This chortle-inducing rant comes straight from the pages of frankie issue 85, on sale now.
A good friend recently moved out by herself for the first time. She has a cat, so she's not really alone, but if it were Census time she would be ticking the box marked ‘one-person household’. Meanwhile, I've lived alone on and off for 10 years. Sometimes out of necessity, sometimes because the sound of my flatmate’s key in the door sent shudders down my spine. I’ve lived alone when single, in a relationship, and in the weird, murky dishwater of ‘it’s complicated’.
Some people don't like saying they live alone. They say they live ‘independently’ or use some other wording that reads like a nursing home brochure. I'm not afraid of alone, the word or the state. It's different from lonely – which is what people are really scared of – though in a Venn diagram the two would overlap. Living alone is liberating, fun, productive and, yes, sometimes lonely. But then, sharehouse living, family life and coupledom all touch that circle of lonely, too. I've lived with partners and felt more isolated than I ever did living by myself – and I had to listen to them whine, to boot.
The first time I ever moved out on my own, I looked around my box-strewn studio apartment, complete with a Murphy bed, and called my friend. “I’ve made a terrible mistake,” I sobbed into my Nokia. She said, “Give it time.” She was right. I tried to tell my cat-owning friend this – don’t expect it to feel natural straight away. It’s some kind of detox, of people and noises and presence. But, in their place, new things will grow.
Living alone, I learn more; read more; listen to more podcasts; relax shamelessly. While co-habitating, my middle-class guilt prevented me from sleeping a Sunday away. I needed to get up and ‘do brunch’. Now, I can spend the weekend in bed eating TeeVee Snacks, but tell inquiring colleagues I was gallery-hopping with attractive friends. Unlike me, though, many solo dwellers I know go out more, see more people, and do more things than ever. It can be a social motivator, or it can be a comfortable couch of solitude. Sometimes both in one day.
Living alone is freedom for your peculiarities. You can listen to talkback radio at five in the morning; fart proudly; clean when it suits you; and use all the hot water. You can eat the same thing every meal without judgment. That was one of the things I disliked most about sharehouse living: people commenting on what I ate. To me, food is like genitals – don’t touch it, sniff it or comment on it unless you’re invited.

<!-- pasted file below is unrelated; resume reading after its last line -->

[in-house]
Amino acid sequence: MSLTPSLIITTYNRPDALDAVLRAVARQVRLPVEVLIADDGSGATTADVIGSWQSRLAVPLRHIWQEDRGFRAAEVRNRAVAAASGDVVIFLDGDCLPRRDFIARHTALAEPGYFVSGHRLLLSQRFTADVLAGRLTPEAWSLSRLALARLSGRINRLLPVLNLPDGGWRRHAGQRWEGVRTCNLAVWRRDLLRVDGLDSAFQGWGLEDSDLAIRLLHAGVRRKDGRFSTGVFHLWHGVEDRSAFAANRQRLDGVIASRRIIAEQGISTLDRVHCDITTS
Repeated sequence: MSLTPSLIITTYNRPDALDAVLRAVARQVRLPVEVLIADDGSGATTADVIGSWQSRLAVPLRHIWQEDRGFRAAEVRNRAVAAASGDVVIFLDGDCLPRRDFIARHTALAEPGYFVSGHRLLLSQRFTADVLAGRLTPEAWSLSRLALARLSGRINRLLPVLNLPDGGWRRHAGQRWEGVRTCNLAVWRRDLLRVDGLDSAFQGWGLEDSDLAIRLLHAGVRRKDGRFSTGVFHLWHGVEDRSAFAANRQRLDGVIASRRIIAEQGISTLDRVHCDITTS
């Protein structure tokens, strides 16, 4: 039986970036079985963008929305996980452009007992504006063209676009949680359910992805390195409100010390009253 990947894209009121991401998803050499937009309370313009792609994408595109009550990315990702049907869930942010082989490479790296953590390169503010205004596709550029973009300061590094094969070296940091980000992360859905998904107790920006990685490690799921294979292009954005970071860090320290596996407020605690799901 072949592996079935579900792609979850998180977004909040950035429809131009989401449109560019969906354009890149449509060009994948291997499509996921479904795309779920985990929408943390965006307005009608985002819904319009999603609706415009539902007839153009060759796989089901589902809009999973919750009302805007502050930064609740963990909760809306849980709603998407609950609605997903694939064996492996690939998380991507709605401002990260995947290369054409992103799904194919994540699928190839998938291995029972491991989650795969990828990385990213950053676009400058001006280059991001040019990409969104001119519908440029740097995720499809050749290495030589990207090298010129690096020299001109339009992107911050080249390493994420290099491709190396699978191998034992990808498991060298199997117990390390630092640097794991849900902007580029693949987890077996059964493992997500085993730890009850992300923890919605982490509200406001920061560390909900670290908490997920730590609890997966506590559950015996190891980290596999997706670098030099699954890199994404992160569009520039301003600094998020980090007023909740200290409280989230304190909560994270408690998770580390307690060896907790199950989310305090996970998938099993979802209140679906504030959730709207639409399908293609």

But for all the freedoms, there are also practical realities to consider. No one will find you for ages if you slip in the shower. Food goes off fast, so you’ll be eating stale bread five out of seven days (unless you chuck it in the freezer on day one). You need to be a decisive problem-solver when your washing machine floods the apartment or you set fire to the carpet. And you should probably keep a baseball bat under your bed. Just in case.
Ten years in, I still haven’t nailed the art of living solo. Things still surprise or confuse me. A minor illness can make living alone feel like the saddest, most isolating thing in the world, while a trip home at Christmas can make it seem so right, so perfect for your mental health. For all the baseball bats and exploding washing machines, there’s also the peace, independence, and joy of stale cheese jaffles in bed at 6pm, with a box of biscuits, an episode of
and zero judgment. Live free.
Pick up a copy of frankie issue 85 to read even more rant-y goodness. Nab a copy here, or subscribe from $10.50.
Rad pic by Lukasz Wierzbowski.